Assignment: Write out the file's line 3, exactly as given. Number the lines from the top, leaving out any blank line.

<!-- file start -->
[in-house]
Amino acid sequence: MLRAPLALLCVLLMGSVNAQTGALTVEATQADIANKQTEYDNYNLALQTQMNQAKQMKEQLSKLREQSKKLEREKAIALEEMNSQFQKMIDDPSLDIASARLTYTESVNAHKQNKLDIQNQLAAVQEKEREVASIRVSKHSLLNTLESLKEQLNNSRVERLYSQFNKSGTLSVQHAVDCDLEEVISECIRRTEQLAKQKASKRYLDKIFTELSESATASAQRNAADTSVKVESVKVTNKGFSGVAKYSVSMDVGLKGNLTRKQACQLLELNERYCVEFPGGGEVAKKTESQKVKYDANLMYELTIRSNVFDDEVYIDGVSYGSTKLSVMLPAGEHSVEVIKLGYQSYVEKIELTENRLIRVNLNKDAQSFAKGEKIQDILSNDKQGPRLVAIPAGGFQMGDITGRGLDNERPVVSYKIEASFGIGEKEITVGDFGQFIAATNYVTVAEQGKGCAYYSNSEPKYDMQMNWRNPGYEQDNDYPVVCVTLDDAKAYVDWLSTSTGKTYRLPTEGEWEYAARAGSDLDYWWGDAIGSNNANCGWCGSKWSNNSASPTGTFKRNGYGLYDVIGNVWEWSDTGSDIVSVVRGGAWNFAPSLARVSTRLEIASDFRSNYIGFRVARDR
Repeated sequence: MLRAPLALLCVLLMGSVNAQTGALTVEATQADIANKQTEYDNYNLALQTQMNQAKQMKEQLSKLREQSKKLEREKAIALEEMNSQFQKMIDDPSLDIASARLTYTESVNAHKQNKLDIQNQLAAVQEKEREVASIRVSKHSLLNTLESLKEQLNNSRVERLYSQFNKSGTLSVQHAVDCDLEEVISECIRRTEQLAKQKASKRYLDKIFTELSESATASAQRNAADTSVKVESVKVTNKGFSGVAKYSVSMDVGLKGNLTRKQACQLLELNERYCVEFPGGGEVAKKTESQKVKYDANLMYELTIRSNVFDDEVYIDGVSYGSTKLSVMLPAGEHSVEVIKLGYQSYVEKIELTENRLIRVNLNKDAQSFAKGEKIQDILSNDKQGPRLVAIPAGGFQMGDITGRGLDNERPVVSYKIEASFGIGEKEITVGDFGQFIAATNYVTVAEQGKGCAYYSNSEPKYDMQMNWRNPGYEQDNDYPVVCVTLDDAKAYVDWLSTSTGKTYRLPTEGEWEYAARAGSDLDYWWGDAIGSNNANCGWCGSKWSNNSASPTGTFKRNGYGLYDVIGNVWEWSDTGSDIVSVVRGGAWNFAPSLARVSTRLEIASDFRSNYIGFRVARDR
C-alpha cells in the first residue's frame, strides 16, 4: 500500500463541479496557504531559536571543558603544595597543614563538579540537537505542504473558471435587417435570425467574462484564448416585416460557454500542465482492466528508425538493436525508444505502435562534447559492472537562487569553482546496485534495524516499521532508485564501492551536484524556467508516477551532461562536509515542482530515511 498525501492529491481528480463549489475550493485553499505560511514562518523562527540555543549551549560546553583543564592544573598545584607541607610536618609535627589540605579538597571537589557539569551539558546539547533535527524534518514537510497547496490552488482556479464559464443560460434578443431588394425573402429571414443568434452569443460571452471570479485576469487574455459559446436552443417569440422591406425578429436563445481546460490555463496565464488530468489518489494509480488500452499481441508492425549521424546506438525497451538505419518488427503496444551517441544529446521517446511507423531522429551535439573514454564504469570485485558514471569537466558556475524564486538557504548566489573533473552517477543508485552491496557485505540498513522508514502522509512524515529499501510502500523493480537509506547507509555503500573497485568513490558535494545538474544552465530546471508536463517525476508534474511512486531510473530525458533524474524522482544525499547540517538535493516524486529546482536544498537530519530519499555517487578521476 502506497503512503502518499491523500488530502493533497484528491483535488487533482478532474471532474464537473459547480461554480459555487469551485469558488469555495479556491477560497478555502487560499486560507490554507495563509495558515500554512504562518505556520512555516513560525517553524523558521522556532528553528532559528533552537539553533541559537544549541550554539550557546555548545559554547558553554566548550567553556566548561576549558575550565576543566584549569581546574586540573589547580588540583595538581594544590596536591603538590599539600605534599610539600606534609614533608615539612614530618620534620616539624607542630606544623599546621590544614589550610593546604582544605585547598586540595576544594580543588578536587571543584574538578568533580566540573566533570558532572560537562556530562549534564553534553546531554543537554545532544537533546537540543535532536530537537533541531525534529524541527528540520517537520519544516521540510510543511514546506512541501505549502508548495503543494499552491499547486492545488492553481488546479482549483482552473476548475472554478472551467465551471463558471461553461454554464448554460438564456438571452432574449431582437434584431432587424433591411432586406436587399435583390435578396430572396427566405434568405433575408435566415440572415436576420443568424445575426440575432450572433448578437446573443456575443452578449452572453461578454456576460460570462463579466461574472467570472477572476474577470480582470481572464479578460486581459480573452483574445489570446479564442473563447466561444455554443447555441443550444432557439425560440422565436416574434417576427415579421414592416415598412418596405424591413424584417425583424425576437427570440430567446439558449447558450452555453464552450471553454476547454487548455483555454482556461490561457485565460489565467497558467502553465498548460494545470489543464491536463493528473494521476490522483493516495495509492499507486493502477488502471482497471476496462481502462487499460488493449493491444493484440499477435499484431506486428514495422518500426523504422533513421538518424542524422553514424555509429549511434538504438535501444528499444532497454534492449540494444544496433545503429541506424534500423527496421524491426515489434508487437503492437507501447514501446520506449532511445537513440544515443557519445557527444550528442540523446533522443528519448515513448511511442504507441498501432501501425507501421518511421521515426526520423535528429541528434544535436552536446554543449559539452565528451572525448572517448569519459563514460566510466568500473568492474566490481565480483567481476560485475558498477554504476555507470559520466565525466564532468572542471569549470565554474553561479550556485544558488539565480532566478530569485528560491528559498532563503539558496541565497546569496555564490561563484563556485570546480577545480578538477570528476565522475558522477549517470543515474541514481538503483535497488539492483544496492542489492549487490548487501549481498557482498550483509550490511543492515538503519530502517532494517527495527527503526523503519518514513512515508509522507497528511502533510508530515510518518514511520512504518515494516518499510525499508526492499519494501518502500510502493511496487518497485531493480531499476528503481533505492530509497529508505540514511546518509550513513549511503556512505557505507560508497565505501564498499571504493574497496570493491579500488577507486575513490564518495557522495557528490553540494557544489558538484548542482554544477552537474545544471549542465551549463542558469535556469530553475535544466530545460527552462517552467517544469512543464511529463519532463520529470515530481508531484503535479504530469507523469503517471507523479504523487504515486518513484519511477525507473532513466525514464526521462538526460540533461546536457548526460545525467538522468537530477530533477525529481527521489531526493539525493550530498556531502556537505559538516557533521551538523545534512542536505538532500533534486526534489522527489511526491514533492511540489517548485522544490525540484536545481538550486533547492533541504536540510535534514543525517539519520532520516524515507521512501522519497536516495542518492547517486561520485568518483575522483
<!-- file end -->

Repeated sequence: MLRAPLALLCVLLMGSVNAQTGALTVEATQADIANKQTEYDNYNLALQTQMNQAKQMKEQLSKLREQSKKLEREKAIALEEMNSQFQKMIDDPSLDIASARLTYTESVNAHKQNKLDIQNQLAAVQEKEREVASIRVSKHSLLNTLESLKEQLNNSRVERLYSQFNKSGTLSVQHAVDCDLEEVISECIRRTEQLAKQKASKRYLDKIFTELSESATASAQRNAADTSVKVESVKVTNKGFSGVAKYSVSMDVGLKGNLTRKQACQLLELNERYCVEFPGGGEVAKKTESQKVKYDANLMYELTIRSNVFDDEVYIDGVSYGSTKLSVMLPAGEHSVEVIKLGYQSYVEKIELTENRLIRVNLNKDAQSFAKGEKIQDILSNDKQGPRLVAIPAGGFQMGDITGRGLDNERPVVSYKIEASFGIGEKEITVGDFGQFIAATNYVTVAEQGKGCAYYSNSEPKYDMQMNWRNPGYEQDNDYPVVCVTLDDAKAYVDWLSTSTGKTYRLPTEGEWEYAARAGSDLDYWWGDAIGSNNANCGWCGSKWSNNSASPTGTFKRNGYGLYDVIGNVWEWSDTGSDIVSVVRGGAWNFAPSLARVSTRLEIASDFRSNYIGFRVARDR